Thursday, February 25, 2010

Patience is More Than a Virtue

Growing up my dad would always break out into song when my sister or I would start to whine. “Have patience, have patience, don’t be in such a hurry….” you might have heard the same song at some point in your life. He would always follow the song with a statement like “patience is a virtue”.

I’m here to tell you that when it comes to wealth, patience is more than just a virtue - it is solid gold.

In my post last week Curiosity Made the Rich Man, I wrote about some people that I have worked with and what made them successful in terms of the accumulation of financial assets. I narrowed down the traits that these clients had in common and I was able to identify two core values: Curiosity and Patience.

As important as curiosity is when it comes to money, patience is either equally important or maybe even more important.

The major finance reason to maintain high levels of patience is because of the cyclical nature of markets. We all know that the business environment has its periods of both boom and bust. But the real question is why does it matter to have patience? Carl Richards from describes the need for patience due to the “Behavior Gap”. Check out what Carl has to say about investing:

“During the last few years, you may have noticed that your returns fell short of the returns you kept reading and hearing about in the media. If so, you’re not alone. A fund’s reported return is only part of the picture. The other half, well, it’s not always pretty, and you rarely, if ever, hear it mentioned. Driven by investor behavior, the investor rate of return doesn’t always match a portfolio’s gains or losses.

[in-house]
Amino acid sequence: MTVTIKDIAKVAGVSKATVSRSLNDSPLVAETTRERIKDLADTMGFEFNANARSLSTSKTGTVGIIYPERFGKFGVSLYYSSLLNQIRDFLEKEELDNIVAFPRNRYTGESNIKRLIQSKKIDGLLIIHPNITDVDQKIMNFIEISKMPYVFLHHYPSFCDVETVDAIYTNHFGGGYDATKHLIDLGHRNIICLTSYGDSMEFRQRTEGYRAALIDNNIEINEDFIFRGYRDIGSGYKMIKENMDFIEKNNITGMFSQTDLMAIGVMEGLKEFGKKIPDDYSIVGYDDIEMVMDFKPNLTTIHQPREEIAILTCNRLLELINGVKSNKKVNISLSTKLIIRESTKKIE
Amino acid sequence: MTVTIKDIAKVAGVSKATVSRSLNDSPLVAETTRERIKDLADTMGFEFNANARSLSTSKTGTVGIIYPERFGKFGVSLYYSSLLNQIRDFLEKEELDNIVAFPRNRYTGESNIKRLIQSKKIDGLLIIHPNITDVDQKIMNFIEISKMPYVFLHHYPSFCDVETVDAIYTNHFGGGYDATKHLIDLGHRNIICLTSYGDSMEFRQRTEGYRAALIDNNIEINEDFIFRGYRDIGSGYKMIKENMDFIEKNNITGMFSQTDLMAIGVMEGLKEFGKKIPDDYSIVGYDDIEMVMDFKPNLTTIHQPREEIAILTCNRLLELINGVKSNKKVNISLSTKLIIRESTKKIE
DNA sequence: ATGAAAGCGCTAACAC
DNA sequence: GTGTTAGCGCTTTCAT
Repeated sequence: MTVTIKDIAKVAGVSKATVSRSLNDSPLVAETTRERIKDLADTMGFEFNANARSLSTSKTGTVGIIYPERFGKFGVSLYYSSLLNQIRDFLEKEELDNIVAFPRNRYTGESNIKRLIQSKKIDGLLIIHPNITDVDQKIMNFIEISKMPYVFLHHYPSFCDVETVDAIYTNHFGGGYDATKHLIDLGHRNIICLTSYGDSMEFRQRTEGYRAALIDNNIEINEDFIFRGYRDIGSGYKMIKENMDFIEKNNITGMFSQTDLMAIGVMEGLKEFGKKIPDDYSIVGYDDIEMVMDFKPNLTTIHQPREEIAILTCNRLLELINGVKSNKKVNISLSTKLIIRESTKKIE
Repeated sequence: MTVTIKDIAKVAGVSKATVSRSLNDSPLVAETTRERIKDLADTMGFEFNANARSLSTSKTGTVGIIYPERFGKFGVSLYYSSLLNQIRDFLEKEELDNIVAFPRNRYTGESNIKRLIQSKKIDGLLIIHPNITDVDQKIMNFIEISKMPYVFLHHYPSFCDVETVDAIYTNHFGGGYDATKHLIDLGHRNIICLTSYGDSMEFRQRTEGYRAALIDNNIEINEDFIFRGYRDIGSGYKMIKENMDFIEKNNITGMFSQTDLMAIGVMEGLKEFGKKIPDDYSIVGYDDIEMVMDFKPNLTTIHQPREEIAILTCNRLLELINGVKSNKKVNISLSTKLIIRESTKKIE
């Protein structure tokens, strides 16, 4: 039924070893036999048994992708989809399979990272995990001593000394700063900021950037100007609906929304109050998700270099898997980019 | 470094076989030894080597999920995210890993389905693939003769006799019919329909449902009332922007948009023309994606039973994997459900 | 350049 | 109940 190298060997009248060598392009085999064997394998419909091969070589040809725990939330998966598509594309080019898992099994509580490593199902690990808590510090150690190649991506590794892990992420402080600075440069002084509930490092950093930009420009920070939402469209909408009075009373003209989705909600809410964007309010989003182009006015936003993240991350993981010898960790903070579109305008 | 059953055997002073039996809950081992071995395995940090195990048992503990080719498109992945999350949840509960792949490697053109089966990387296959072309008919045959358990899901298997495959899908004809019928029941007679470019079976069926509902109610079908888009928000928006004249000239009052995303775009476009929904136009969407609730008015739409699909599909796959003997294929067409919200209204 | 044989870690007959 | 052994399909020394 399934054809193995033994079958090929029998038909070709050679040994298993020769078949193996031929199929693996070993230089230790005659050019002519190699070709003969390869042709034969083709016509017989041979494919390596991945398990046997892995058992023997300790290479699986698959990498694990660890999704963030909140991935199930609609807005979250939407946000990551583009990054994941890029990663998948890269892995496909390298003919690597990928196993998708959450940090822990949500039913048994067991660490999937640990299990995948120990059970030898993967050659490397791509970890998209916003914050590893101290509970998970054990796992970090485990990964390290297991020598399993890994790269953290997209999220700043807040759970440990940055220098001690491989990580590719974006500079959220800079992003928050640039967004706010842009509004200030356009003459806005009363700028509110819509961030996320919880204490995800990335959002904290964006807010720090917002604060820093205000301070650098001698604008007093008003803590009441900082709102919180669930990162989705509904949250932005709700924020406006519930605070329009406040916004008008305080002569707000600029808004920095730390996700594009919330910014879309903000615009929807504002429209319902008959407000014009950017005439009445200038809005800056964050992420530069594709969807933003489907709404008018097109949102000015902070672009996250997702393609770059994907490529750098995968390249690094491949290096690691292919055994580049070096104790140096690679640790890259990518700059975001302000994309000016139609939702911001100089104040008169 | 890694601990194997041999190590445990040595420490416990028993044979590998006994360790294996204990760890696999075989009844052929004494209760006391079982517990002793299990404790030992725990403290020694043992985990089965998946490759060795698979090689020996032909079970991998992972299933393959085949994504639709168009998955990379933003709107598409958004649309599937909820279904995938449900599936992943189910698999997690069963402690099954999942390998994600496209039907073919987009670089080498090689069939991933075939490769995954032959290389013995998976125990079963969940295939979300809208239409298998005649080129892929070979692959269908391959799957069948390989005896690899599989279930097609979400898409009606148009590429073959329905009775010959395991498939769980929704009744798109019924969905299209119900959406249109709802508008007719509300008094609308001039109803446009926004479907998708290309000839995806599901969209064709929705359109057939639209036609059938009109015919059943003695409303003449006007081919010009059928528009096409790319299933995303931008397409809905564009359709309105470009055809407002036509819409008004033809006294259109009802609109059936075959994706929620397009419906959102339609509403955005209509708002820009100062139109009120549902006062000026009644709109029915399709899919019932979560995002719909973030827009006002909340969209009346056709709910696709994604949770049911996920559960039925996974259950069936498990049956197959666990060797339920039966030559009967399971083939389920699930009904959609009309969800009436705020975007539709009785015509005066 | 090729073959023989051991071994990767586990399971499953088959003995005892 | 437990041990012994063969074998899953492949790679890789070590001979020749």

Let me explain.
Your potential to earn the fund’s published return rate is based on two criteria:
1. You bought AND held the fund for the entire time.
2. You didn’t add or withdraw any money.

Sounds easy, right? The reality? Few people actually invest this way. Instead, investors chase past performance, buying funds too late (after they’ve already peaked) or selling funds too early (before they turn around).”

I love this explanation. Because investors are driven by human emotion they tend to make decisions at precisely the wrong time - hence Carl’s phrase the “Behavior Gap.” Without massive amounts of patience and self control the average person just cannot wait out losses and take advantage of gains.

Have you ever met someone who wanted something so badly that they end up becoming reckless and end up flailing around like a two year old at the grocery store who wants a toy? It’s not very productive is it?

For most of my life I was a long distance endurance swimmer. Endurance sports are different than other sports most people are familiar with, it’s all about technique, efficiency and - yep you guessed it patience.

When you watch a really talented endurance Kramerathlete it looks like they are barely trying for most of the race. Think of Sven Kramer from this year’s winter Olympics. This Dutch long track speed skating phenomenon is so efficient that it looks as though he is barely trying while he sets world records.

I can speak from experience that in reality it is all about self control, establishing sustainable pace and finishing strong.

It’s funny how easily sports analogies translate to personal finance, but it is absolutely accurate. Guys, I am here to tell you that the most financially successful people I have worked with did not get there by day trading, winning the lottery or inheritance. These folks made a decision early on to be financially independent, then they set the course and followed the path no matter what was going on around them. Oh and it helped that they were a little curious about the tools that were helping them get there.

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